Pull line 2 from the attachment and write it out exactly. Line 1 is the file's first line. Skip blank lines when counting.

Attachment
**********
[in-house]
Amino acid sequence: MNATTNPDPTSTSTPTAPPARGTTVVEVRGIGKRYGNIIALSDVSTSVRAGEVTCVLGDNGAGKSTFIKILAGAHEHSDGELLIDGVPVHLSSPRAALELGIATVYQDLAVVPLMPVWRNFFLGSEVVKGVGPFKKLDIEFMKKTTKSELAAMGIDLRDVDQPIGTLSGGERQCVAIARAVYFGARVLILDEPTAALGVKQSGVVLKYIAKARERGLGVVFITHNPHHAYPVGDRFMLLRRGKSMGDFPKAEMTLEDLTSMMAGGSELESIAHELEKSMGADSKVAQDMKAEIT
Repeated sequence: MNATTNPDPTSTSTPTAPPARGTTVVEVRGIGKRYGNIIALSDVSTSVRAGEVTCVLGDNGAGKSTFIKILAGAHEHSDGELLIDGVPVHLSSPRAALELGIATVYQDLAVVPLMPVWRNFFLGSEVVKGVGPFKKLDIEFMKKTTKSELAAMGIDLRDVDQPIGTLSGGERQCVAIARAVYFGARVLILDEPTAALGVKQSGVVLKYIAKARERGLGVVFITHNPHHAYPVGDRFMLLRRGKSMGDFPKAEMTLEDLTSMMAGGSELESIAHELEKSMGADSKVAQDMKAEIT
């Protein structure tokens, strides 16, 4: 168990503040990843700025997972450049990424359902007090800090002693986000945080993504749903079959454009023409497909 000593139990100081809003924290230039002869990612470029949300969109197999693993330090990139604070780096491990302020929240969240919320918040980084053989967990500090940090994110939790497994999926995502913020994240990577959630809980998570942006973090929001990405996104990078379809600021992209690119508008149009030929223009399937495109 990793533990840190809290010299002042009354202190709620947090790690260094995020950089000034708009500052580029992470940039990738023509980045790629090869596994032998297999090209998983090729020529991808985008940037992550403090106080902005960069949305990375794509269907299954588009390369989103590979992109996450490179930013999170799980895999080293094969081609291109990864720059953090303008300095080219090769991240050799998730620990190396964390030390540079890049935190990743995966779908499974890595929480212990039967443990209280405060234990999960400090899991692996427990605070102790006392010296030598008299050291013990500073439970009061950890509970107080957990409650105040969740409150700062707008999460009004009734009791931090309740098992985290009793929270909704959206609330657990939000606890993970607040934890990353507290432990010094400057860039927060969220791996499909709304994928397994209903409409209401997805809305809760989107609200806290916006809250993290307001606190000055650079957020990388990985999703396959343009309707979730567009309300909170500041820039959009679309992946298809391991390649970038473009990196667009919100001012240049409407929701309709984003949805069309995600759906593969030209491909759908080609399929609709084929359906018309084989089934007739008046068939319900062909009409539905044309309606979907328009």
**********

Amino acid sequence: MNATTNPDPTSTSTPTAPPARGTTVVEVRGIGKRYGNIIALSDVSTSVRAGEVTCVLGDNGAGKSTFIKILAGAHEHSDGELLIDGVPVHLSSPRAALELGIATVYQDLAVVPLMPVWRNFFLGSEVVKGVGPFKKLDIEFMKKTTKSELAAMGIDLRDVDQPIGTLSGGERQCVAIARAVYFGARVLILDEPTAALGVKQSGVVLKYIAKARERGLGVVFITHNPHHAYPVGDRFMLLRRGKSMGDFPKAEMTLEDLTSMMAGGSELESIAHELEKSMGADSKVAQDMKAEIT